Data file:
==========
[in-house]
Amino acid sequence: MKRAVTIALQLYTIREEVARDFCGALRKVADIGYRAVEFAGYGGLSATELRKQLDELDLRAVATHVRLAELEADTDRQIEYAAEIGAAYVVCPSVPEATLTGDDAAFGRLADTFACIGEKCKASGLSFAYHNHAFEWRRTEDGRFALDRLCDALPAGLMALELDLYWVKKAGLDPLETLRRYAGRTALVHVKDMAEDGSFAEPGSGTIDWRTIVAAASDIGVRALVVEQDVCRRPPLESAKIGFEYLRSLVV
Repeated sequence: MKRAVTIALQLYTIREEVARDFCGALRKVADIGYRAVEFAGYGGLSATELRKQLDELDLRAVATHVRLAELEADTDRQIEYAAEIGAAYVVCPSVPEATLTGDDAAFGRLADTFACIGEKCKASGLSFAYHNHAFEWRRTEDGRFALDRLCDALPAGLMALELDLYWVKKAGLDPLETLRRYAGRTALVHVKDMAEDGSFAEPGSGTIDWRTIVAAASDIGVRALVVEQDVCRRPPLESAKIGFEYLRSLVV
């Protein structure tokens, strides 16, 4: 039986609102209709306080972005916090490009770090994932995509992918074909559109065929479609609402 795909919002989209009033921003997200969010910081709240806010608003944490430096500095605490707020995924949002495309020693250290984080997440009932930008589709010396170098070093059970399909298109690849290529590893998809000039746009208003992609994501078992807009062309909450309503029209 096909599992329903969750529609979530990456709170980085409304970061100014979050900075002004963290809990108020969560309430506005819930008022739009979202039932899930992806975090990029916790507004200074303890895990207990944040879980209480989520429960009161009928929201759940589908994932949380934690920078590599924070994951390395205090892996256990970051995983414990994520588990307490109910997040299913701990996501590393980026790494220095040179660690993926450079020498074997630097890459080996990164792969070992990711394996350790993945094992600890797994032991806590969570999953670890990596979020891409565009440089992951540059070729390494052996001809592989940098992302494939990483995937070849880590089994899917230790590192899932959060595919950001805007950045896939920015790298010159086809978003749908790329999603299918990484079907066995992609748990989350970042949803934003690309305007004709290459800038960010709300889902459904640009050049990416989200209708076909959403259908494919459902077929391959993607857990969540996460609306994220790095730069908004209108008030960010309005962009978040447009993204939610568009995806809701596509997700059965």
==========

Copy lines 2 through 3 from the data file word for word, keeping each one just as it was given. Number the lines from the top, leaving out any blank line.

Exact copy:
Amino acid sequence: MKRAVTIALQLYTIREEVARDFCGALRKVADIGYRAVEFAGYGGLSATELRKQLDELDLRAVATHVRLAELEADTDRQIEYAAEIGAAYVVCPSVPEATLTGDDAAFGRLADTFACIGEKCKASGLSFAYHNHAFEWRRTEDGRFALDRLCDALPAGLMALELDLYWVKKAGLDPLETLRRYAGRTALVHVKDMAEDGSFAEPGSGTIDWRTIVAAASDIGVRALVVEQDVCRRPPLESAKIGFEYLRSLVV
Repeated sequence: MKRAVTIALQLYTIREEVARDFCGALRKVADIGYRAVEFAGYGGLSATELRKQLDELDLRAVATHVRLAELEADTDRQIEYAAEIGAAYVVCPSVPEATLTGDDAAFGRLADTFACIGEKCKASGLSFAYHNHAFEWRRTEDGRFALDRLCDALPAGLMALELDLYWVKKAGLDPLETLRRYAGRTALVHVKDMAEDGSFAEPGSGTIDWRTIVAAASDIGVRALVVEQDVCRRPPLESAKIGFEYLRSLVV